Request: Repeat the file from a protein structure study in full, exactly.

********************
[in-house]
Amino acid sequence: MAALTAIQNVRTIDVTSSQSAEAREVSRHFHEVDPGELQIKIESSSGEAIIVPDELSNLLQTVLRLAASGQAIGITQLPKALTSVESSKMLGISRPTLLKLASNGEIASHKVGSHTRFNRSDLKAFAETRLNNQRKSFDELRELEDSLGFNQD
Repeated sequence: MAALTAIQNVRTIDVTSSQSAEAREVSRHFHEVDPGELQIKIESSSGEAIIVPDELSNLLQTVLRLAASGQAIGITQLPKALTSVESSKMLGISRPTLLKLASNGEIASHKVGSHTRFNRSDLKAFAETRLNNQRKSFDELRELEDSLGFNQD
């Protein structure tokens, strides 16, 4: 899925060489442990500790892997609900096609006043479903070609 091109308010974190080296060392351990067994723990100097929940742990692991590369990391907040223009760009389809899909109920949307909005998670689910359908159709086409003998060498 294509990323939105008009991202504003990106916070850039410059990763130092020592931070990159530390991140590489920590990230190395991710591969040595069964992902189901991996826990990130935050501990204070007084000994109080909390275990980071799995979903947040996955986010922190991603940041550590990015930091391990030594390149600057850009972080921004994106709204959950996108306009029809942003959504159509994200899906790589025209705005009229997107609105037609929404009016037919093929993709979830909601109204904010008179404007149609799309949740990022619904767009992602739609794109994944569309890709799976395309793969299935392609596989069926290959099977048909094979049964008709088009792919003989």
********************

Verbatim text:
[in-house]
Amino acid sequence: MAALTAIQNVRTIDVTSSQSAEAREVSRHFHEVDPGELQIKIESSSGEAIIVPDELSNLLQTVLRLAASGQAIGITQLPKALTSVESSKMLGISRPTLLKLASNGEIASHKVGSHTRFNRSDLKAFAETRLNNQRKSFDELRELEDSLGFNQD
Repeated sequence: MAALTAIQNVRTIDVTSSQSAEAREVSRHFHEVDPGELQIKIESSSGEAIIVPDELSNLLQTVLRLAASGQAIGITQLPKALTSVESSKMLGISRPTLLKLASNGEIASHKVGSHTRFNRSDLKAFAETRLNNQRKSFDELRELEDSLGFNQD
């Protein structure tokens, strides 16, 4: 899925060489442990500790892997609900096609006043479903070609 091109308010974190080296060392351990067994723990100097929940742990692991590369990391907040223009760009389809899909109920949307909005998670689910359908159709086409003998060498 294509990323939105008009991202504003990106916070850039410059990763130092020592931070990159530390991140590489920590990230190395991710591969040595069964992902189901991996826990990130935050501990204070007084000994109080909390275990980071799995979903947040996955986010922190991603940041550590990015930091391990030594390149600057850009972080921004994106709204959950996108306009029809942003959504159509994200899906790589025209705005009229997107609105037609929404009016037919093929993709979830909601109204904010008179404007149609799309949740990022619904767009992602739609794109994944569309890709799976395309793969299935392609596989069926290959099977048909094979049964008709088009792919003989």